In David Allen’s book, Getting Things Done, he talks a lot about projects vs. tasks and how projects don’t belong on a task list. The reason projects don’t belong on a task list is because projects take time, planning and multiple sessions to complete. Nothing should go on a task list that can’t be completed in one step.
If you find you’re not getting some of the things done on your to-do list, perhaps the problem is that the tasks are too big. Even if those undone tasks aren’t technically projects, perhaps they still need to be broken down into manageable chunks that fit better in your time budget and motivation level.
I break down bigger tasks into bite-size pieces all the time! For example, I don’t like cleaning house but I do like having a clean house. If I write on my task list
It’s obviously vague enough and overwhelming enough that it’s easy to ignore. But if I break it down a little, it’s more doable:
- Master Bathroom (dump trash, sink, toilet, shower/tub, floor, glass, wash rug)
- Main Bathroom (dump trash, sink, toilet, shower/tub, floor, glass, wash rug)
- Dump trash
- Change sheets
- Kitchen (microwave, stove top, sink, cabinet fronts, change sponge)
If you find that you’re still struggling to get the house clean, you can break it down even more. Instead of doing the whole house at one time, try one room at a time and list each individual chore for that room. Let’s clean the living room:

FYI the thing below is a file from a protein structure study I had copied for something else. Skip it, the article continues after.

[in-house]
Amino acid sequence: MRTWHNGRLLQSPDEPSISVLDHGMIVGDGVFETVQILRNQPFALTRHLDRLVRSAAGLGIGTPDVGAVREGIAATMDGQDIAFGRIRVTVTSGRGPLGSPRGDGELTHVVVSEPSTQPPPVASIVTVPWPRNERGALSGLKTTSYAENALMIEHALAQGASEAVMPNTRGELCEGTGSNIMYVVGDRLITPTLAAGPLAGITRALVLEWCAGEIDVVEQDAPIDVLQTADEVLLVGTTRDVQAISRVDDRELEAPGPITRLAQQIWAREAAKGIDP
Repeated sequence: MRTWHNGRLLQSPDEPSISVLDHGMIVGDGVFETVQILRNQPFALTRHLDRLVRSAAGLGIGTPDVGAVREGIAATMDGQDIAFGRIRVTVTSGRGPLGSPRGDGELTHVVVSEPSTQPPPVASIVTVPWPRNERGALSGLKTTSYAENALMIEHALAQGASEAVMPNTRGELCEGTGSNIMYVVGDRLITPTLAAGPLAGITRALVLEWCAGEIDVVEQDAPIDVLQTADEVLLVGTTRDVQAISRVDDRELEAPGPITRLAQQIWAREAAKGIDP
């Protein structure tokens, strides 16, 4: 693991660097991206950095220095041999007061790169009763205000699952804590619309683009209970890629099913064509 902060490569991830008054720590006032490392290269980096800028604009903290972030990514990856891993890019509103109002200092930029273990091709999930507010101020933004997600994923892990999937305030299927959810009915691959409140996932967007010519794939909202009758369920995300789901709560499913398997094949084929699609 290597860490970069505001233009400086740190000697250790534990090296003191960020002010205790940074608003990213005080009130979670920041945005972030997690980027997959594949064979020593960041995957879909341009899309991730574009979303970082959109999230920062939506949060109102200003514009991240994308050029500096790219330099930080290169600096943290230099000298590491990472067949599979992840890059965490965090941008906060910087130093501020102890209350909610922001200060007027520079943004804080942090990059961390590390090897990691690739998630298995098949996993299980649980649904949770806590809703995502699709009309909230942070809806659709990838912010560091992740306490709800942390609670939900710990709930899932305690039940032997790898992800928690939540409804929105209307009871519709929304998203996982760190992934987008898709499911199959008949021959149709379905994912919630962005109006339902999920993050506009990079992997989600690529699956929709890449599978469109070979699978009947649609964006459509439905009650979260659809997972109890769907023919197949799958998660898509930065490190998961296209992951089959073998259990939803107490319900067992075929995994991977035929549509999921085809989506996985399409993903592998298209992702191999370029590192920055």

- Vacuum upholstery
- Vacuum dog bed
- Clean windows inside, as needed
- Wipe any spots off wood furniture
- Vacuum rug
- Sweep floor
You can either do all those tasks in one sitting or work on them on and off all day. Marking off eight tasks makes me feel much more satisfied than marking off one (clean living room).
If you’re working on a paperwork project, like doing your taxes, you could break it down like this:
- Make a tax folder or retrieve tax folder
- Gather information you already have
- Make a checklist of what’s still needed
- Start gathering information
- Download turbo tax
- Input information
- Print taxes
- Mail taxes
If you’re working on a craft project with a deadline, like a quilt, you can break it down, too. Here’s what I usually do:
- Decide on a design.
- Figure how much fabric is needed.
- Purchase fabric.
- Wash fabric.
- Iron fabric.
- Cut pieces (if I have a lot, I would probably break this down, too – maybe by color or piece size).
- Sew top together (again, if it’s a big quilt, I would probably subdivide this).
- Add borders.
- Sandwich quilt.
- Quilt (I would definitely subdivide this step. If I had a deadline, I’d figure out how many squares I needed to do each day in order to finish on time and then I would make a chart for my planner.)
- Wash quilt.
- Take photo.
I also use subdividing for organizing. I clean my desk off regularly but it always ends up a big mess again. Cleaning it off is overwhelming! So you know what I do? This is going to sound really dumb, but on my to-do list, I put
Desk (5, 5, 5, 5, 5, 5)
Each of those 5’s represents 5 minutes. I have a timer on my desk which always shows either 5 or 15 (15 minutes is my other magic tool). I set the timer for 5 minutes and do as much as I can. Then I walk away. I come back later, when I have 5 minutes free, and do it again. It’s absolutely amazing how much I can accomplish in 5 minutes. By the time I finish 30 minutes of 5’s, I’m done. Sometimes it doesn’t even take that many.
See what I mean? Most of the time I can’t handle a task on my list like:
Make a quilt
Clean the house
Clean off desk
It’s overwhelming. So any time I can, I subdivide. It’s like a miracle! If you’ve never done it, you should give it a try. You might be surprised at how much more productive you are when you break down your tasks into tiny, little bites. Give it a try and let me know how it goes.